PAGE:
On Cinco de Mayo Phoenix wore "Los Suns" shirts to protest Arizona's Senate Bill 1070 - a jaw-dropping bit of racist, xenophobic legislation. The Suns' decision has sparked much discussion about the place of politics in sports.
The idea that politics can be kept out of sport is giant fiction. If you are allowed to ignore the politics of your team's owners, it is only because this makes it easier for them to line their pockets.
For those wondering where the Suns got their "Los Suns" shirts, I thought I'd share the following: The "Los Suns" shirt comes out of "Noche Latina" - an annual NBA promotional gesture towards Latino fans, in which teams housed in cities with a large Latino market wear jerseys sporting their names as spoken in Spanish by fans (e.g. "El Heat", "Los Spurs" and, my favorite - though not my favorite team - "Los Lakers.")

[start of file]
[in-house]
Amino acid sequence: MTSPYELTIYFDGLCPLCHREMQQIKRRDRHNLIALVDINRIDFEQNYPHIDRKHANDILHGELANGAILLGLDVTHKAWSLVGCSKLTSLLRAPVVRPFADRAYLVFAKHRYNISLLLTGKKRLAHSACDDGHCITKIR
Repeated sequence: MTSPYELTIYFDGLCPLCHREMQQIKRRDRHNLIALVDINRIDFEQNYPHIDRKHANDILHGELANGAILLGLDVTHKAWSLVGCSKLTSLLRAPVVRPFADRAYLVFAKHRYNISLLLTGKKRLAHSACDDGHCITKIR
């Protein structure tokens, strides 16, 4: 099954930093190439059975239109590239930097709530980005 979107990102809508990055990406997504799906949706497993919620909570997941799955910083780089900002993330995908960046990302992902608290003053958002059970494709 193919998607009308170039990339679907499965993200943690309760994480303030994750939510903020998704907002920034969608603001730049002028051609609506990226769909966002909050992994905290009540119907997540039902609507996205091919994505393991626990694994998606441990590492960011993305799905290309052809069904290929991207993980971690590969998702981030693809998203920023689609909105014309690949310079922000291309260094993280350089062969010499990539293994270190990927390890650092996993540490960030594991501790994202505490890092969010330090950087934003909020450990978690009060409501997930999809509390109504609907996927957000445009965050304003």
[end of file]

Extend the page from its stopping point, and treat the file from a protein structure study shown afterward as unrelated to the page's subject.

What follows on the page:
A marketing gesture intended to acknowledge (and "monetize") Latino fans of NBA teams returns to the court as a provocative statement about what it means for NBA teams to support their fans.
If you want more on this topic, listen to this conversation between Dave Zirin and Greg Esposito. Zirin lists other instances in which sports is politicized openly - the owners of baseball's Arizona Diamondbacks have used their teams as platforms to raise money for Arizona Republicans, and to organize against abortion rights. It's a good long discussion and heats up pretty quickly. Well I guess we can be glad that soccer isn't baseball. Except, of course, it is.